There Exist Two Different Accruals Anomalies
A new financial research paper related to:
#38 – Accrual Anomaly
Authors: Detzel, Schaberl, Strauss
Title: There are Two Very Different Accruals Anomalies
We document that several well known asset-pricing implications of accruals differ for investment and non-investment-related components. Exposure to an investment-accruals factor explains the cross-section of returns better than the accruals themselves, and this factor’s returns are negatively predicted by sentiment. The opposite results hold for non-investment accruals. Further tests show cash profitability only subsumes long-term non-investment accruals in the cross-section of returns and economy-wide investment accruals negatively predict stock-market returns while other accruals do not. These results challenge existing accruals-anomaly theories and help resolve mixed evidence by showing that the anomaly is two separate phenomena: a risk-based investment accruals premium and a mispricing of non-investment accruals.
Notable quotations from the academic research paper:
"To measure current-period performance with earnings, accountants add accruals to free cash flow that adjust for long-term investment expenditures and differences in timing between the earning and receipt of cash flows. The evidence in this paper shows that the asset-pricing implications of investment and non-investment components are fundamentally different. These findings challenge existing theories of the accruals anomaly and demonstrate that there are not one, but two, accruals anomalies to explain: a risk-based premium for accruals that capture real investment, and a short-lived mispricing of accruals that capture transitory adjustments to profitability.
Characteristics-vs-covariances tests show that an investment-accruals factor better explains the cross-section of returns than the investment accruals themselves. This result is evidence against earnings fixation and profitability-related mispricing explanations of the investment-accruals premium, which do not predict a factor structure of returns. In contrast, the opposite pattern holds for non-investment accruals, consistent with mispricing in the form of a violation of the law of one price. These results are corroborated by evidence that investment accruals predict the cross-section of returns for more than two years (consistent with persistent risk) while non-investment accruals only predict returns for one to eight months (consistent with short-lived mispricing).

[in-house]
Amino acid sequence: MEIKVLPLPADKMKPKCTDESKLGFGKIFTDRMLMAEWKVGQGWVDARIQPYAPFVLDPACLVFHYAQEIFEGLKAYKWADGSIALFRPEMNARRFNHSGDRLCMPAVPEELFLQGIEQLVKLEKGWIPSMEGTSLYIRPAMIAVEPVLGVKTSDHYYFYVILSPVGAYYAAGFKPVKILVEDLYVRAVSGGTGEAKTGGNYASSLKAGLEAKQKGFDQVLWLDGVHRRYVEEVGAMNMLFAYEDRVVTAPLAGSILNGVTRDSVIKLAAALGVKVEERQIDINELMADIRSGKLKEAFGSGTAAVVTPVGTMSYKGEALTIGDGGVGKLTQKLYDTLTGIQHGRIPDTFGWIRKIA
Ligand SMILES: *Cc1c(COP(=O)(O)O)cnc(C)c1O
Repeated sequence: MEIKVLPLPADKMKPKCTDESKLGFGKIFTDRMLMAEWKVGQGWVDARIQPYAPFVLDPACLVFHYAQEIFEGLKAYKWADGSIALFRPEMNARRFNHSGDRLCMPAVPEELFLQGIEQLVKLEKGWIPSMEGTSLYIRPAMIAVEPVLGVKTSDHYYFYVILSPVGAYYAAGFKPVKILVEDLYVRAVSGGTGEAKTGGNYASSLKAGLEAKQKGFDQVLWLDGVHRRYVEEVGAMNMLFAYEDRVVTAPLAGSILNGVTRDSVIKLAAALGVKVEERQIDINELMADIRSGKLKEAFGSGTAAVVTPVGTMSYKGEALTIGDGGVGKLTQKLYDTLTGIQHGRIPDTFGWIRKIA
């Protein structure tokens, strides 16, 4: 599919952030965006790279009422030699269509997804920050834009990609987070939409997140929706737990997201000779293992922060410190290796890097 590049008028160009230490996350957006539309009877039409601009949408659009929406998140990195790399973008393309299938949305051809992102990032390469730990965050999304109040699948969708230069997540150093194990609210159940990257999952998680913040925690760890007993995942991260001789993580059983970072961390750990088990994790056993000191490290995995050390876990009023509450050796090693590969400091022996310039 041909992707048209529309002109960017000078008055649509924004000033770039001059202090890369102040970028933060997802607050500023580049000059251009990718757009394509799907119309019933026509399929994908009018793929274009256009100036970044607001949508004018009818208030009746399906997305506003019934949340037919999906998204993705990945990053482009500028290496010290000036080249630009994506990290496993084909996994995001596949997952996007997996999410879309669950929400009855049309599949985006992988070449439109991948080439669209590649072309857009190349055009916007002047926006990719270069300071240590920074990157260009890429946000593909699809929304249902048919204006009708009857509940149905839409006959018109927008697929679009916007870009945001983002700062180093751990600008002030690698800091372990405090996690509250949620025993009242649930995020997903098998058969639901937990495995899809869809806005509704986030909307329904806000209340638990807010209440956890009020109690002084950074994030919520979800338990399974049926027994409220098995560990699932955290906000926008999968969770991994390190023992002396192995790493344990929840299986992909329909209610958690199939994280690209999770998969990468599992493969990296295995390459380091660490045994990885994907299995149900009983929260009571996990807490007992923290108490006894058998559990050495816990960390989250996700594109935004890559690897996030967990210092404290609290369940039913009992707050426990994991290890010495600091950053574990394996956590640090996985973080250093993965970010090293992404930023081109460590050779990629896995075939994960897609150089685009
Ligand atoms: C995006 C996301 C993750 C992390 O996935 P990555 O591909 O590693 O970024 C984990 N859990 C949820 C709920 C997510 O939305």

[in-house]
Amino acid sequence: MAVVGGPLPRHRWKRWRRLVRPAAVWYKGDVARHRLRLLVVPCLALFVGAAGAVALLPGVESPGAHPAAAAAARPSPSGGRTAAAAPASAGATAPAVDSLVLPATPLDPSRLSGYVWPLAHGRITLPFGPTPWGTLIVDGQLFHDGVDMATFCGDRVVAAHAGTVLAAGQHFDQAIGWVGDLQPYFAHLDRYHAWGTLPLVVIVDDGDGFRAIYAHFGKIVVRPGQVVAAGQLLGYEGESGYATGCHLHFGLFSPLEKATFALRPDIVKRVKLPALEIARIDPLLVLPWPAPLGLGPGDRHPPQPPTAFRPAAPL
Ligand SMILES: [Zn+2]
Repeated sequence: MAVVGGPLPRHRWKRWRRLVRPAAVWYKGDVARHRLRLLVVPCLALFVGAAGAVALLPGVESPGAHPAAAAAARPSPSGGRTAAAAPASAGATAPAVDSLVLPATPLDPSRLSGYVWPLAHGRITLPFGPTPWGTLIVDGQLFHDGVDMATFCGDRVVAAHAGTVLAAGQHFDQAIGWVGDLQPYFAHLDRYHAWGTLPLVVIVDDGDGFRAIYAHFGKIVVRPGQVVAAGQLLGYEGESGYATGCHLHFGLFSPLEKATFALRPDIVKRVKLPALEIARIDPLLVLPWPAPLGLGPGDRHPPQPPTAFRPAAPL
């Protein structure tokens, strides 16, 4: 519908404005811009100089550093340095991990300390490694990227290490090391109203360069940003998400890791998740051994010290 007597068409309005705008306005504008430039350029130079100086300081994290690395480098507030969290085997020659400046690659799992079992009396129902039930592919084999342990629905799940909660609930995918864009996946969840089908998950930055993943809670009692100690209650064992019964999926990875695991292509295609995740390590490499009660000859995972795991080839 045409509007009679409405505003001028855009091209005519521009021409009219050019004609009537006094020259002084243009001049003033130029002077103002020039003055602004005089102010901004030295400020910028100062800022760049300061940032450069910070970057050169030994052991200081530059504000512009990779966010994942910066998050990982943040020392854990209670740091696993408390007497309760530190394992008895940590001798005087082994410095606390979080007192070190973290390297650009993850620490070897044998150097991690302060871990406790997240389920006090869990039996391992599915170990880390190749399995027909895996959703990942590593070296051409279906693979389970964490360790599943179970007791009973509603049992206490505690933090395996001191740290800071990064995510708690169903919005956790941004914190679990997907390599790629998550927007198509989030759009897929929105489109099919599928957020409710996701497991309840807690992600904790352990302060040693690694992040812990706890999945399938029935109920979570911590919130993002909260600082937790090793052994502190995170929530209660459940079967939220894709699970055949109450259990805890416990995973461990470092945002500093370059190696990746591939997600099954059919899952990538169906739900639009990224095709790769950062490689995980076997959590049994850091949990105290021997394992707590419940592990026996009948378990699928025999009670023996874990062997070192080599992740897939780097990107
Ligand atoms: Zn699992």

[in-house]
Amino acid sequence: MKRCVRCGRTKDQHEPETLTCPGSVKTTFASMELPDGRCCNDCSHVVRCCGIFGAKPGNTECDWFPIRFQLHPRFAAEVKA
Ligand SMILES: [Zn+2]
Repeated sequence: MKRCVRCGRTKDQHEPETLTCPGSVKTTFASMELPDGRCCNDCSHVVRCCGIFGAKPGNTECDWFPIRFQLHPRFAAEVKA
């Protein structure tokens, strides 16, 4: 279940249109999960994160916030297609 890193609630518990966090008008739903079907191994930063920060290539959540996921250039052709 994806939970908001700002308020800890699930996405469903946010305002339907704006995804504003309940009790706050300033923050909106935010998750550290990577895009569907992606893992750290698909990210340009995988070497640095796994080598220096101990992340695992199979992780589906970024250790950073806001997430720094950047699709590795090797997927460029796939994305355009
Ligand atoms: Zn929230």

While the investment-accruals premium is explained by a risk factor and is therefore not an arbitrage opportunity, the underlying factor is at least partially driven by sentiment as opposed to entirely rational demand. The negative investment-accruals premium is most significant in times of high sentiment, which is consistent with firms responding to sentiment-induced overvaluation with high levels of real investment. In contrast, the negative non-investment-accruals premium is significant only when sentiment is in its bottom quartile. This finding challenges existing mispricing explanations of accruals that do not predict that overvaluation of high-accruals firms should be
concentrated in low-sentiment periods. Moreover, the profitability of non-investment accruals in low-sentiment times challenges the theory that anomaly returns should increase with sentiment because of the relative difficulty in arbitraging over-valuation.
Following Lewellen and Resutek (2016), we decompose total accruals into three components: working-capital accruals (WC), long-term investment accruals (IA), and long-term non-investment or "nontransaction" accruals (NTA). The IA component includes items such as new PP&E that represent expenditures in real investment. The WC and NTA include items such as accounts payable and receivable as well as depreciation that do not represent new long-term investment expenditures, but only transitory accounting adjustments to cash flows. Hence we refer to WC and NTA collectively as "non-investment accruals".
The Fama-Macbeth framework can provide additional evidence of risk versus mispricing. Ball et al. (2016) argue that risk should be more persistent than mispricing and investigate whether longer lags of OA and COP continue to predict returns in Fama-Macbeth regressions. Based on the same motivation, Figure 2 presents Fama-Macbeth regression slopes and their corresponding 95% confidence intervals from regressions of monthly stock returns on control variables and lagged values of the three accruals measures (WC, IA, and NTA). Figure 2 demonstrates NTA and WC have the least persistent predictive power for returns. In contrast, IA is a more persistent predictor of
returns and remains significant for up to 28 additional months. Overall, the evidence from Figure 2 is consistent with the IA premium arising from risk, whereas WC and NTA premia appear to be consistent with mispricing that is arbitraged away after several months.
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